KH vs N70 frac density Connectivity function of HPF N70 FF
50000
10
45000 9
40000 8
Nb of realisations

35000 7
6
KH test (mD.ft)

30000
5
25000
4
20000 3
15000 2
10000
1
0
5000
0,04

0,05

0,1

0,15
0

0,01

0,02

0,03

0,06

0,07

0,08

0,09

0,11

0,12

0,13

0,14
0
0 0,02 0,04 0,06 0,08 0,1 0,12 0,14 0,16 FF N70
N70 frac density (frac/m)
Fully Partially Non

The plot clearly illustrates a correlation which indicates It can be seen that a steep change occurs in the proportion of
that the N70 HPF is the key fracture set that controls the “Fully” flags above an FF of 0.05. which can be considered as
dynamics of the field. The plot shows two different trends: the percolation threshold. Beyond this value, the proportion of
• For N70 FF below 0.07frac/m, the plot is flat with a tensors with two non-zero components is large enough to
plateau of about 15000mD.ft. This kh value is roughly ensure continuity within the fracture network.
equal to the kh associated with the matrix according to
core data. Fracture modeling
• For N70 FF above 0.07frac/m, the plot shows a linear The fracture characterization described above has helped us to
increase of kh with fracture frequency. understand the key features that control the dynamic
These observations can be analysed the following way: behaviour of the field. We have emphasized the important role
• The 0.07frac/m N70 FF is interpreted as the percolation played by the HPF in increasing locally the equivalent
threshold of the HPF network i.e. the value beyond which permeability and in adding heterogeneity to the sweep
the N70 and N150 HPFs are dense enough to build up a efficiency.
connected fracture network. We emphasize also the need for using a dual porosity
• Below the threshold value, the HPFs are isolated in the model for modelling Reservoir ‘R’ even though the equivalent
matrix and the equivalent test permeability is permeability of the fractures is only slightly larger than the
representative of the matrix contribution only. permeability of the matrix. As soon as two phase flows are
• Beyond the threshold value, the HPFs form a connected involved (gas coning from gas cap and later gas injection), it is
fracture network and the dynamic impact of the fractures of the utmost importance to be able to reproduce with the
simulator, the differential sweep efficiency between the
SPE 102165 5

fractures and the matrix. A dual porosity-dual permeability A specific conductivity calibration module is also available
model has therefore been built. An internal DFN tool named in GoFraK. Condutivities of the different fractures sets are
GoFraK has been used to calculate the fracture permeability seldom measured data. Practically, the only available dynamic
grids. In the next sections, we first detail the main features of information comes from test data. GoFraK’s calibration
the tool, then we explain its use for the modeling of reservoir module calculates the equivalent test permeability within a
‘R’. user defined investigation area. The value is compared to the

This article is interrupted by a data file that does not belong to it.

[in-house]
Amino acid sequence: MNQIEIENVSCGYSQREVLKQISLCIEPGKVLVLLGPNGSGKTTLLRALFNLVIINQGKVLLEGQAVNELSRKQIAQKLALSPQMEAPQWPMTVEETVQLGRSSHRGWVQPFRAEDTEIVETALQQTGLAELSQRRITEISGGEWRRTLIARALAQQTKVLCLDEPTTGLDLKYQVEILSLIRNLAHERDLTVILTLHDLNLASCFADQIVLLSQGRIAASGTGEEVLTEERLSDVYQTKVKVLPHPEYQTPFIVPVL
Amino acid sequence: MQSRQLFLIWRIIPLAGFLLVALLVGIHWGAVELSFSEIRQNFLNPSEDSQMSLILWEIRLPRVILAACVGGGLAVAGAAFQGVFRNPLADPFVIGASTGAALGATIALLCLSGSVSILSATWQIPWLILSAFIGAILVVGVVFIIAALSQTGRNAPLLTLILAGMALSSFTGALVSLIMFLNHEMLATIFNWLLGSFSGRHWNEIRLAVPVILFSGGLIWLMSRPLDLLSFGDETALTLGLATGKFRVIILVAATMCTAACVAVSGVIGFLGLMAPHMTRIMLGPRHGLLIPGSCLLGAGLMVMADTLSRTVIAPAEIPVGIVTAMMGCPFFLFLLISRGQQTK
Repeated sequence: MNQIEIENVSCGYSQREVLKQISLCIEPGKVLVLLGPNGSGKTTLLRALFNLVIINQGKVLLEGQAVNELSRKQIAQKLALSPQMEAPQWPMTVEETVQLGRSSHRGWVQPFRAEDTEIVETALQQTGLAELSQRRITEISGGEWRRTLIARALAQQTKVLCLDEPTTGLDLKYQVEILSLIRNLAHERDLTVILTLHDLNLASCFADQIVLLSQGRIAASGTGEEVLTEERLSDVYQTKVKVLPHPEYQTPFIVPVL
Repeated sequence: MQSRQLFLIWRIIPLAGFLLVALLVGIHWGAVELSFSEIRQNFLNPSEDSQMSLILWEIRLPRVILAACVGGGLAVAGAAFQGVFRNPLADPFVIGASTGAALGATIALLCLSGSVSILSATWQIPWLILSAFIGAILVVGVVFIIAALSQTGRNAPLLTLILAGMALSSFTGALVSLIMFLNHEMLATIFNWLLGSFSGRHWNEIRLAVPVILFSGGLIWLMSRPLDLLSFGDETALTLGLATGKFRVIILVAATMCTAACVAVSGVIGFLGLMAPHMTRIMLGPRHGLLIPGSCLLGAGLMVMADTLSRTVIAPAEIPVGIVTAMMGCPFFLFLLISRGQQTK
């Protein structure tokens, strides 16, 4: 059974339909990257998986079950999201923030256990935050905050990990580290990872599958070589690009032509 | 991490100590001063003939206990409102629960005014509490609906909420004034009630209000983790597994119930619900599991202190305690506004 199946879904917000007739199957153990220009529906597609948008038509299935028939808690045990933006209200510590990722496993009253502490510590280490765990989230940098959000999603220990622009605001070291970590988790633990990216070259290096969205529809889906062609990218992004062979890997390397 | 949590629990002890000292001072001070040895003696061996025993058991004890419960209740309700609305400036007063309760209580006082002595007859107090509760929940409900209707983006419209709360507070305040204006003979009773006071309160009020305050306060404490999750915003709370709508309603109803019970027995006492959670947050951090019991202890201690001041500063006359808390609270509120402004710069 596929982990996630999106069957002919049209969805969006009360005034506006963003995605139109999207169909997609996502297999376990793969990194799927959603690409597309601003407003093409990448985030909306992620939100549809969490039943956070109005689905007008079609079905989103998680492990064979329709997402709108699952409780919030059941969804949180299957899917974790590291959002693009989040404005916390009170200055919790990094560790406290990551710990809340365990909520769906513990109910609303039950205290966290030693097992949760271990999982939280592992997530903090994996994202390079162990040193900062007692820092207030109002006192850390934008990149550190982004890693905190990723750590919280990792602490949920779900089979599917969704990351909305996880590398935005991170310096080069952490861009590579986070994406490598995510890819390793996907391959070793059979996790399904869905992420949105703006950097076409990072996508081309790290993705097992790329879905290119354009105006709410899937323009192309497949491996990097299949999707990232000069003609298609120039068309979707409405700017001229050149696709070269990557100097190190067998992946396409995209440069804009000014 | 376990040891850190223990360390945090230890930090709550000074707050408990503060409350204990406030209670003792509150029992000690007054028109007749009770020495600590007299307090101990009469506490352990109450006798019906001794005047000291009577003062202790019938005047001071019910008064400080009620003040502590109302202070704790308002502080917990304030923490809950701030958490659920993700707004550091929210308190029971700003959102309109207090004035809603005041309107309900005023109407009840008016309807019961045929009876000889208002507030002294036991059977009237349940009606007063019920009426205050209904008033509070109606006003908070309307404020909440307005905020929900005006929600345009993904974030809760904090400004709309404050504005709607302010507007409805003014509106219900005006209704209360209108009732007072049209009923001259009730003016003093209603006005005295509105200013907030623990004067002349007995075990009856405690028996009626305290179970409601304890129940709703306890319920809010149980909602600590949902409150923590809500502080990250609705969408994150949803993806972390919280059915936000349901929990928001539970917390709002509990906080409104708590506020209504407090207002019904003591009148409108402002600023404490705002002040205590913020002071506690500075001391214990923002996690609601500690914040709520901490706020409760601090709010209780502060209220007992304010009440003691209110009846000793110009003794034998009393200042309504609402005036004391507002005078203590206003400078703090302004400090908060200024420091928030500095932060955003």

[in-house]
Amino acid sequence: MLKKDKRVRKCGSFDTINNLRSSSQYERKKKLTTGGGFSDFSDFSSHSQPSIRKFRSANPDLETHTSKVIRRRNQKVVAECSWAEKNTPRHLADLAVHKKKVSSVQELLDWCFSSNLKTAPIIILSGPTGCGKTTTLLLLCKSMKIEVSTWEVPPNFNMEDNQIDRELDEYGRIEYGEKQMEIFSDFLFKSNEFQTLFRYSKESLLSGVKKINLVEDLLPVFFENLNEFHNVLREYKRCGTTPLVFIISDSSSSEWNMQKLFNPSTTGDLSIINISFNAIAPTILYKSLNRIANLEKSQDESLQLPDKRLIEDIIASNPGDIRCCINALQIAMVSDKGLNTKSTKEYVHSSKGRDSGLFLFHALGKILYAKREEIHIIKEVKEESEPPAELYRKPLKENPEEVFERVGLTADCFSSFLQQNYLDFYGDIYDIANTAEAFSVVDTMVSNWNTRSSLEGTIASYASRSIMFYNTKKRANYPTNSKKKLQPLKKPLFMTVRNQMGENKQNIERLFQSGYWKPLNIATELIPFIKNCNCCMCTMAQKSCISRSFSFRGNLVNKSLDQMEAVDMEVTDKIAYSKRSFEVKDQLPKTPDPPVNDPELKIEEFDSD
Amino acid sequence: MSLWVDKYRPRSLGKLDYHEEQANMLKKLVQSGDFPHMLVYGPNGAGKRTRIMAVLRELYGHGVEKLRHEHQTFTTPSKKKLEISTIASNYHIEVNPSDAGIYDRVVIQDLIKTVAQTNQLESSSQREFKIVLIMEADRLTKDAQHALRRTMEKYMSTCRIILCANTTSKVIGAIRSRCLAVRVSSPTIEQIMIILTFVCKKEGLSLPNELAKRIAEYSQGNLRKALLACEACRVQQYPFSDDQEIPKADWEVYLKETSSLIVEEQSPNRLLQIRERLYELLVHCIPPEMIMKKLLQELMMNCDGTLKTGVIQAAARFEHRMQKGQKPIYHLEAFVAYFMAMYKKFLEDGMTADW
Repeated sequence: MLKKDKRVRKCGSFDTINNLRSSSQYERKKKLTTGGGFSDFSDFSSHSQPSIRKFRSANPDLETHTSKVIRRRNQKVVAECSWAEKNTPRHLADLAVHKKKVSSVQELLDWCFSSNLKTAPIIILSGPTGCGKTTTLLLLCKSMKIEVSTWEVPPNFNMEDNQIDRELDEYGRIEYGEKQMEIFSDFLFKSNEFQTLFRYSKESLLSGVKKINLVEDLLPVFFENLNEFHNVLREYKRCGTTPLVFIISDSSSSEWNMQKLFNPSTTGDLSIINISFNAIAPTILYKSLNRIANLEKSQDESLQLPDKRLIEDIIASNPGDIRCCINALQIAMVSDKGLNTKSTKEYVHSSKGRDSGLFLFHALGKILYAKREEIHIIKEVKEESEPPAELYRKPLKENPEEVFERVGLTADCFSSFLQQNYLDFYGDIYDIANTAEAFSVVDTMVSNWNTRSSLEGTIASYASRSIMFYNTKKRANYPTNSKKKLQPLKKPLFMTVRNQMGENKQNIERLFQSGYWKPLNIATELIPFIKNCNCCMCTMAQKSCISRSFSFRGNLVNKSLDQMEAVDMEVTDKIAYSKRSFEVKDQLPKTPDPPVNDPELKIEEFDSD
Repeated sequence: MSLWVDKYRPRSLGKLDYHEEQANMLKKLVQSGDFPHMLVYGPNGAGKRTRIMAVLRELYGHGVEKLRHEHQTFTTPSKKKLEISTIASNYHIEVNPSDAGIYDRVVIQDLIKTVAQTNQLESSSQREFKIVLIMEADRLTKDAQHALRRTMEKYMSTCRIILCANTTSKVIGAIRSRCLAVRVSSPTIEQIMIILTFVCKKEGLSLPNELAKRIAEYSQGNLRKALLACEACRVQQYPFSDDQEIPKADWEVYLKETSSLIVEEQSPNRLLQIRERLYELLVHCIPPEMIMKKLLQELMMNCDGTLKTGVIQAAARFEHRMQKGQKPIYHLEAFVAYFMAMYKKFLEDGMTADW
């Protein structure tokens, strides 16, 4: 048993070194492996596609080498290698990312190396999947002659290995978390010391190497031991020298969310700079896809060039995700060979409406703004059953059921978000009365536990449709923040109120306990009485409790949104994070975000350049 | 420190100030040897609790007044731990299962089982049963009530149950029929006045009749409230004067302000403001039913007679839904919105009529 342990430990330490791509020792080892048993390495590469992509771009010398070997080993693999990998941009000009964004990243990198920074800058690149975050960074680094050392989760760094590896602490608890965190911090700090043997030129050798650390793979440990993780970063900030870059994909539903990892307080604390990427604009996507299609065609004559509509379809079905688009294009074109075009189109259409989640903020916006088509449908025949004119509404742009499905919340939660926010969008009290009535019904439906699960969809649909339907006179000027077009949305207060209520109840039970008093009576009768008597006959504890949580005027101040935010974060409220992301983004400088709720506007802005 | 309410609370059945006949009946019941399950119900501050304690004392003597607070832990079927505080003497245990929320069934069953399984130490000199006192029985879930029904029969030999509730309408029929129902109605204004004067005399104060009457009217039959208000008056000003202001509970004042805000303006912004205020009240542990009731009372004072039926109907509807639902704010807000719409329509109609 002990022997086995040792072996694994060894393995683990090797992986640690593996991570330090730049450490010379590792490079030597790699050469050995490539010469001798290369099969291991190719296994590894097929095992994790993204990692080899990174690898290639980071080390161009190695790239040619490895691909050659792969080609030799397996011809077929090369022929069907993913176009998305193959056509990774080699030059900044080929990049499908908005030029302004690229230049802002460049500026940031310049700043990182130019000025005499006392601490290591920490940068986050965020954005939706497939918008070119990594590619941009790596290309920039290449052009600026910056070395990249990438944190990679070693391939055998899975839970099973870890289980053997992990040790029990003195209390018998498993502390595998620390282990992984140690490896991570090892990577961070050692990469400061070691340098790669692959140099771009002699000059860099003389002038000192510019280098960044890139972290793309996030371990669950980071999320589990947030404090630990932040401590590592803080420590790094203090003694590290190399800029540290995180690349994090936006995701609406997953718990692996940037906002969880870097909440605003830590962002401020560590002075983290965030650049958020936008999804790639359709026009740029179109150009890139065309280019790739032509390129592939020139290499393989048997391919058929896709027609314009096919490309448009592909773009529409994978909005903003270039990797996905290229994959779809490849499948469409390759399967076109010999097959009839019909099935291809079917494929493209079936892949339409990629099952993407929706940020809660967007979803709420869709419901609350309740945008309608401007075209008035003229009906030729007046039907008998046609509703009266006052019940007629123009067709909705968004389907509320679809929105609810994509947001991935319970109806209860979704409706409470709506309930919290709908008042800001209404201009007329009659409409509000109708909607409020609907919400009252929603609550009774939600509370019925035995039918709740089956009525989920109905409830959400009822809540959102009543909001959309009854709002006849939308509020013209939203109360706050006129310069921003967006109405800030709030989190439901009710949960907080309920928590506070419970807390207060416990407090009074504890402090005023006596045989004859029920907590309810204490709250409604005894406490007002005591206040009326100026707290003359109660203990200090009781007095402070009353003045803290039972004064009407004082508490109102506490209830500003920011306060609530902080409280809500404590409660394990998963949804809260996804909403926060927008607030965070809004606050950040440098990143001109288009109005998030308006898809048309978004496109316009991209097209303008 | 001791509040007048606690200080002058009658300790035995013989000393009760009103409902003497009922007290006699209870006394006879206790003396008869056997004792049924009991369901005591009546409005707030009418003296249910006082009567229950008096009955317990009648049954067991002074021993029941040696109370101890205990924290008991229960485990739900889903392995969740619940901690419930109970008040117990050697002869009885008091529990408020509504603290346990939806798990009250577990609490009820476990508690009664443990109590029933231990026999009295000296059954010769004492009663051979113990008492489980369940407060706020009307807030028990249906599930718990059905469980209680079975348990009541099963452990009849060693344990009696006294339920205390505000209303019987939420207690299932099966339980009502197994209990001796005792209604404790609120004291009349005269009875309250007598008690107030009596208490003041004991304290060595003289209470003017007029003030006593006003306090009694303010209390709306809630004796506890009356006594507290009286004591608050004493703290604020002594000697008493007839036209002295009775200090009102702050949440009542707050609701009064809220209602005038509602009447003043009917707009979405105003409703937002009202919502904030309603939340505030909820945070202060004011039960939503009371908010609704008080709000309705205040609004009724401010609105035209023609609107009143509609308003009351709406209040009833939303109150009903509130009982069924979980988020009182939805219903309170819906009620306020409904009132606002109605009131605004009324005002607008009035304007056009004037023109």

actual data and GoFraK iterates on the conductivity of the
GoFraK. GoFraK is a new DFN developed by TOTAL & different fracture sets till a good match is achieved. The
FSS International. The full Workflow, from static to dynamic simulation of the test data assumes steady-state conditions and
modelling has now been available for more than a year. is not suited to reproduce the transient flow observed during a
Previous publication (2,3 &4) shows the use of the tool’s static PBU or DST. This calibration module is associated with a
module on a field case study. The current paper describes the sensitivity module that allows checking the influence of the
application of the full GoFraK workflow for modelling of main input parameters on the equivalent fracture permeability.
reservoir R. It requires a manual match but an automatic inversion module
Workflow. The main steps are detailed here after: will be available soon.
• Horizons of the main mechanical units and the grid into
GoCad. Reservoir modelling. As mentioned earlier, the HPF has
• Import the well trajectory as well as the imagery log data the major dynamic impact in the reservoir and it was thus
(strike directions and dip) for each fracture set. decided to model this specific scale with the DFN. The HPF
• Process the data (automatic correction of the well spacing is small compared to the grid block size, so they can
deviation) and define histograms distributions for the be represented implicitly in the simulation grid using GoFraK.
different fractures sets. Conductive faults also have a strong dynamic impact, but
• Use the principal component analysis module to define due to their size and spacing were modeled explicitly in the
the best suited driver using seismic data, curvature maps. fracture grid. The modeling was limited to the faults showing
GoFraK delivers a full field gridded map with the significant mud losses.
principal component and bi-variate histograms for each BCF have not been represented in the dynamic model
fracture set. because their dynamic impact is not significant.
• Geostatistical conditional simulation of FF to deliver full Static grid building. As HPFs are thought to have a large